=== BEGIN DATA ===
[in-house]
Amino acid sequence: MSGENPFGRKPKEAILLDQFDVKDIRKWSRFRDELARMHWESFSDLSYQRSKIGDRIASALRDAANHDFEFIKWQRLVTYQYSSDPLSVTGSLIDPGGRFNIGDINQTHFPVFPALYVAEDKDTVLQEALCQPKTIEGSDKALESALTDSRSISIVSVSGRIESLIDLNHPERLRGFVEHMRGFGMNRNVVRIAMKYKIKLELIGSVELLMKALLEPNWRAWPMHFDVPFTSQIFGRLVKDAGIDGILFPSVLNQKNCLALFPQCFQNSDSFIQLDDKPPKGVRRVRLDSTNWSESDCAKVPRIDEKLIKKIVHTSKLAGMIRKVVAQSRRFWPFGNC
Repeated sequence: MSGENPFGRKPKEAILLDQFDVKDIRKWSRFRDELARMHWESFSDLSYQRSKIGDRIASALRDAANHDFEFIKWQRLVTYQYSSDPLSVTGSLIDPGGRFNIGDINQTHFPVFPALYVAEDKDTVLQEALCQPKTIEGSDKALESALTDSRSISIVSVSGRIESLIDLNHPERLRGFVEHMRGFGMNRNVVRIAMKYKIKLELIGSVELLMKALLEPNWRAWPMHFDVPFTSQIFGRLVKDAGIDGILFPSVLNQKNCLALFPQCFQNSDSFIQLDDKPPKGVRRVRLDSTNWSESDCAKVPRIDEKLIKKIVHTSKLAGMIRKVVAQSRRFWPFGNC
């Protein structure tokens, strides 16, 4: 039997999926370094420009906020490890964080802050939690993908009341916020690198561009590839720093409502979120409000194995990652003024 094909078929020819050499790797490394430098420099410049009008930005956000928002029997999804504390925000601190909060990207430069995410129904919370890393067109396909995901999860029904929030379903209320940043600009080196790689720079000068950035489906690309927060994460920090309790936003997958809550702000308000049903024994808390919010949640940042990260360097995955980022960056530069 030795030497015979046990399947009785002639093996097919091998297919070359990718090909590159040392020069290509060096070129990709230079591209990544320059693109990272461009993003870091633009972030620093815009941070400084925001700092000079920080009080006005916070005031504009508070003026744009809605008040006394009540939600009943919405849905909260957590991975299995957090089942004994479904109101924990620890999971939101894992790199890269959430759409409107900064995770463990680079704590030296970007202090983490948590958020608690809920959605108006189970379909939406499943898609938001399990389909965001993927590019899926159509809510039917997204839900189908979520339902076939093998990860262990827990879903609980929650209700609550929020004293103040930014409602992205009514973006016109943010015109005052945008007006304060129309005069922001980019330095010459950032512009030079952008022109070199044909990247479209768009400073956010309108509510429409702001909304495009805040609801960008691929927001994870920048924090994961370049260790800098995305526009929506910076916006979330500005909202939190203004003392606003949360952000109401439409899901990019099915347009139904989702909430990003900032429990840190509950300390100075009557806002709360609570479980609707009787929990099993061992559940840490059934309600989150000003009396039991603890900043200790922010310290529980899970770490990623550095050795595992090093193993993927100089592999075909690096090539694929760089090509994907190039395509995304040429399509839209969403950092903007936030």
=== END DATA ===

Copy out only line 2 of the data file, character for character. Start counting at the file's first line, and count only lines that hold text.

Amino acid sequence: MSGENPFGRKPKEAILLDQFDVKDIRKWSRFRDELARMHWESFSDLSYQRSKIGDRIASALRDAANHDFEFIKWQRLVTYQYSSDPLSVTGSLIDPGGRFNIGDINQTHFPVFPALYVAEDKDTVLQEALCQPKTIEGSDKALESALTDSRSISIVSVSGRIESLIDLNHPERLRGFVEHMRGFGMNRNVVRIAMKYKIKLELIGSVELLMKALLEPNWRAWPMHFDVPFTSQIFGRLVKDAGIDGILFPSVLNQKNCLALFPQCFQNSDSFIQLDDKPPKGVRRVRLDSTNWSESDCAKVPRIDEKLIKKIVHTSKLAGMIRKVVAQSRRFWPFGNC